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BUSINESS
By Lorraine Mirabella, The Baltimore Sun | March 3, 2014
Jos. A. Bank Clothiers moved a big step closer toward merging with rival Men's Wearhouse, with an announcement Monday that the two men's apparel chains agreed over the weekend to exchange confidential information and evaluate a potential business marriage. Houston-based Men's Wearhouse said the retailers reached an agreement Saturday night, when Hampstead-based Bank gave it a draft merger plan. Men's Wearhouse raised its hostile offer for Bank to $63.50 per share last week, which Bank rejected while agreeing to meet to discuss a higher price.
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BUSINESS
By Lorraine Mirabella, The Baltimore Sun | March 3, 2014
Jos. A. Bank Clothiers moved a big step closer toward merging with rival Men's Wearhouse, with an announcement Monday that the two men's apparel chains agreed over the weekend to exchange confidential information and evaluate a potential business marriage. Houston-based Men's Wearhouse said the retailers reached an agreement Saturday night, when Hampstead-based Bank gave it a draft merger plan. Men's Wearhouse raised its hostile offer for Bank to $63.50 per share last week, which Bank rejected while agreeing to meet to discuss a higher price.
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NEWS
By Michael James and Michael James,SUN STAFF | December 3, 1997
An article in yesterday's editions contained incorrect information about how former Internal Revenue Service clerk Janeen McClean left her job last year. McClean, who pleaded guilty to a federal charge of disclosing confidential information, resigned from the IRS, according to IRS officials.The Sun regrets the error.A former Internal Revenue Service clerk pleaded guilty yesterday to browsing through confidential tax information on IRS computers and disclosing it to a friend who was curious about the salaries of co-workers.
NEWS
February 24, 2014
Hackers who stole confidential information on more than 309,000 current and former students and faculty from computers at the University of Maryland College Park last week had to penetrate multiple layers of security to get at the data, and school officials still don't know exactly how they did it or who they were. The sophisticated attack, which compromised Social Security numbers, birth dates, university ID numbers and other personal information, was a stark reminder of how vulnerable the nation's institutions are. School officials moved quickly to respond to the breach, which apparently took place sometime between 4 a.m. and 5 a.m. Tuesday and was discovered by staffers a few hours later.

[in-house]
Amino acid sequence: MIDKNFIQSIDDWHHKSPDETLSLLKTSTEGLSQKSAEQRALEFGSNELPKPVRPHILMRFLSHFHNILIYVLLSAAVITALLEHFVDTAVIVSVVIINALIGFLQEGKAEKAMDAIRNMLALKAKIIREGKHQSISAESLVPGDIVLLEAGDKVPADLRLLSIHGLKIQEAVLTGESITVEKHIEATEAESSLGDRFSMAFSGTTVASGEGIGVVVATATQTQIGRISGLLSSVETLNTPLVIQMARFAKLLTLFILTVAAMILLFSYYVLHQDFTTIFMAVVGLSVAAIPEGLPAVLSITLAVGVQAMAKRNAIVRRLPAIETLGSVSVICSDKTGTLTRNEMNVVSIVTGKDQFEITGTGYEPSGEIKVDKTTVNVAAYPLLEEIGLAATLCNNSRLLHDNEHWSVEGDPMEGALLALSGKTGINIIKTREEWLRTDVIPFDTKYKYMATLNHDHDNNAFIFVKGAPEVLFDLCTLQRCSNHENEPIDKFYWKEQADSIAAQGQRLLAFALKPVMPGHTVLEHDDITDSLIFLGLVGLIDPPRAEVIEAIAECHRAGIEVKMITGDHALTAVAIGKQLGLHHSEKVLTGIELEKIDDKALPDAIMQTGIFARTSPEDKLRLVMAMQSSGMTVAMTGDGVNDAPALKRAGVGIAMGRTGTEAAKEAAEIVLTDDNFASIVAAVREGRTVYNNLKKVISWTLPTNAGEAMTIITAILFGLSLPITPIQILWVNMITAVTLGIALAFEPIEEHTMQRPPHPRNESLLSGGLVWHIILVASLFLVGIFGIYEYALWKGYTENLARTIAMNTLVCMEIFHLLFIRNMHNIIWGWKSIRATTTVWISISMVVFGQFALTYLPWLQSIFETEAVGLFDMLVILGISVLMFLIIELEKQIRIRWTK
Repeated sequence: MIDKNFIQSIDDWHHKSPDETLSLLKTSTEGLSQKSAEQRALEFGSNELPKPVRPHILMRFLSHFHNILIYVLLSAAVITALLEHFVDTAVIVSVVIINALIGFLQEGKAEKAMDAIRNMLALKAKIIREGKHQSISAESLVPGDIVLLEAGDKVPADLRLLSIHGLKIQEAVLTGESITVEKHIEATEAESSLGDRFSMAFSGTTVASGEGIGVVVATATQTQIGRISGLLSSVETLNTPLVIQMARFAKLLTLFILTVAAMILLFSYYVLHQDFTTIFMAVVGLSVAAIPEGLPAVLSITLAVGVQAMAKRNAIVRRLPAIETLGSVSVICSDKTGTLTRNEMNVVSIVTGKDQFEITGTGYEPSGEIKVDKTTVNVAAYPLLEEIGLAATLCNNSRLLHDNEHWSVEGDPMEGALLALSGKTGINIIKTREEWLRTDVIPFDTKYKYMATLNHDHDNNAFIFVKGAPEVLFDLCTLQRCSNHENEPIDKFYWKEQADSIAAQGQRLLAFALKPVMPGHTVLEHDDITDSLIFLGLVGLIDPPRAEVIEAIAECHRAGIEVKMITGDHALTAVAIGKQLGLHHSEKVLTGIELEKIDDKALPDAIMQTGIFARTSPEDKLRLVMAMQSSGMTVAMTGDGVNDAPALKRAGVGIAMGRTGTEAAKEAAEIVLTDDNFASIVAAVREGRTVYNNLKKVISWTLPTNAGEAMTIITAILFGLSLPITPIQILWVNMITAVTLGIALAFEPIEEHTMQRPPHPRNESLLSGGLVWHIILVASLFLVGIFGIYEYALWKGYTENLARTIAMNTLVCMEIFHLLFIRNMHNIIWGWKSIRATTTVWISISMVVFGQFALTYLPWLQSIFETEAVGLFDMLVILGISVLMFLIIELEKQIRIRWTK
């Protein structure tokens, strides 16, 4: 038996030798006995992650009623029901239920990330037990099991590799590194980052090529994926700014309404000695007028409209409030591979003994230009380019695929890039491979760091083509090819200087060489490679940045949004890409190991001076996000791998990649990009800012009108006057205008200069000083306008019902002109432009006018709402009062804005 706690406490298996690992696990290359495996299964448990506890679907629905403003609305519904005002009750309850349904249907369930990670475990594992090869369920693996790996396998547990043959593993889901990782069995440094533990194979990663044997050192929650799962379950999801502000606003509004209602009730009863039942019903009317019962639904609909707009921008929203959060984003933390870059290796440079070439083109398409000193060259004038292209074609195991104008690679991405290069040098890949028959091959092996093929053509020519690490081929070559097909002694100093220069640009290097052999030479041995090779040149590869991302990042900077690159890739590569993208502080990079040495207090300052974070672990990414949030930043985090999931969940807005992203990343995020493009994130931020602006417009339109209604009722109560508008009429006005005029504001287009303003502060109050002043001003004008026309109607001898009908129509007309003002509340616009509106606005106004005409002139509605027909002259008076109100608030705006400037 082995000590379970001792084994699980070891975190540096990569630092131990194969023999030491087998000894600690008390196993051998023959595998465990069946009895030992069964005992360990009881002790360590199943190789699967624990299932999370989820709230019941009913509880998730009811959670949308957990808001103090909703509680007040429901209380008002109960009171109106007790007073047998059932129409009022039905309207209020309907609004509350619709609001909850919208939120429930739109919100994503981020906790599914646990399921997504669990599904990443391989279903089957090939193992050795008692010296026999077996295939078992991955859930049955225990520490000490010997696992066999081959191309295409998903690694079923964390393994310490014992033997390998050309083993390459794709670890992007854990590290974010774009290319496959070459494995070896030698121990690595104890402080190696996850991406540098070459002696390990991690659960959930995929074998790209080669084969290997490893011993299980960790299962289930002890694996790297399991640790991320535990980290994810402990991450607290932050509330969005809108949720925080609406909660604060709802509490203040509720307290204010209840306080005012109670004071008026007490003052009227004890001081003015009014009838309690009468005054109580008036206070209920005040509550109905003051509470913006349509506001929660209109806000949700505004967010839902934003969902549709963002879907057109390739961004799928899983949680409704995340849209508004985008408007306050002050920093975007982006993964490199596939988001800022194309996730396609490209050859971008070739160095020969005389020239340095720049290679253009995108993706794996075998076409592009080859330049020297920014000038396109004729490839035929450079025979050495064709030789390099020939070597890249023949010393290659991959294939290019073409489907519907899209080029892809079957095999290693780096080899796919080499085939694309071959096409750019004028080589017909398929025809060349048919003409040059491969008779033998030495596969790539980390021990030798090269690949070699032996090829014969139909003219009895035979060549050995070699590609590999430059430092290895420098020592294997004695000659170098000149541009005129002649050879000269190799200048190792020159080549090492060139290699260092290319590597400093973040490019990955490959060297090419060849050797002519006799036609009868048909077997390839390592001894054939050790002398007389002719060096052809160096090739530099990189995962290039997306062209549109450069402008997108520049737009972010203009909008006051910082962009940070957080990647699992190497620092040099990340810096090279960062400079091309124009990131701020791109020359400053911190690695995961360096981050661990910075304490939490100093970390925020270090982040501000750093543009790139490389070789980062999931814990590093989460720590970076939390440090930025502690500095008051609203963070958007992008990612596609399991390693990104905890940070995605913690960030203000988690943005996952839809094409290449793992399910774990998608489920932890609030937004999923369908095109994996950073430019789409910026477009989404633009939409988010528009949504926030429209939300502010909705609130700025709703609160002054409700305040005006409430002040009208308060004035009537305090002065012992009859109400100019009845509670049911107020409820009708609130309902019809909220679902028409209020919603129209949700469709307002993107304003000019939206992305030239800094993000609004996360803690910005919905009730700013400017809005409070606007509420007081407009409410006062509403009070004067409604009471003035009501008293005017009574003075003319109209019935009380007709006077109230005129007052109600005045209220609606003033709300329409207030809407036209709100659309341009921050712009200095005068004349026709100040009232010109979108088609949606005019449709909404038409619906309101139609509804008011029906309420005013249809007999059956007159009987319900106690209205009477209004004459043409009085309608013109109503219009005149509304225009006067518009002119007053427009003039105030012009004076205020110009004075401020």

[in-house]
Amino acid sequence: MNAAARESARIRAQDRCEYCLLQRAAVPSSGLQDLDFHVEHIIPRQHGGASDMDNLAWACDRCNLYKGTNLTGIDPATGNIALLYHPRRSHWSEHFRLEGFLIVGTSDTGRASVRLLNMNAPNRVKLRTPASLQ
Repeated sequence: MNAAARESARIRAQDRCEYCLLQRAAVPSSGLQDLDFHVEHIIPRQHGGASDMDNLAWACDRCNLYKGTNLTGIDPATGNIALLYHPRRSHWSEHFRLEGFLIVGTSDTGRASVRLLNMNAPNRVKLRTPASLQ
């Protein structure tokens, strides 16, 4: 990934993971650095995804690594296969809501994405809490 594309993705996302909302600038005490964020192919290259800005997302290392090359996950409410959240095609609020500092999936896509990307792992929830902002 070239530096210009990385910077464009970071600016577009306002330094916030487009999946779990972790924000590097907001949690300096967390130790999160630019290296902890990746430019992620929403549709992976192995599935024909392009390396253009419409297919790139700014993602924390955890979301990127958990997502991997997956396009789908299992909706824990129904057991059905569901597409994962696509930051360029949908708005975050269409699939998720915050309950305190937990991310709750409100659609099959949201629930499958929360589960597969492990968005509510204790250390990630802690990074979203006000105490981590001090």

ENTERTAINMENT
By Michael Pakenham | November 3, 2002
The Complete Idiot's Guide to Private Investigating, by Steven Kerry Brown (Alpha, 384 pages, $18.95 softcover) Brown, an experienced professional PI, urges that this book really could guide the reader into a career. But its greatest charm -- and I suspect its main utility -- is as a truly entertaining, briskly presented, rundown on how the business is conducted. Or at least how it is done by Brown. One of the 24 topical chapters: "Moving Surveillance: How best to perform one-man and two-man moving surveillances, anticipating your subject's next move, communication between units, and dealing with stoplights."
BUSINESS
By John Rivera and John Rivera,SUN STAFF | December 4, 1996
Smelkinson Sysco Food Services, a Jessup food service company, filed a $6.01 million lawsuit yesterday in U.S. District Court in Baltimore against a competitor and six former employees, alleging unfair competition and theft of secret trade information.The suit alleges that Alliant Foodservice Inc., a Deerfield, Ill.-based company that has a local office within two miles of Smelkinson's Jessup operation, has systematically attempted since November 1995 to use Smelkinson's confidential information and trade secrets, hire its employees and pirate its customers.
NEWS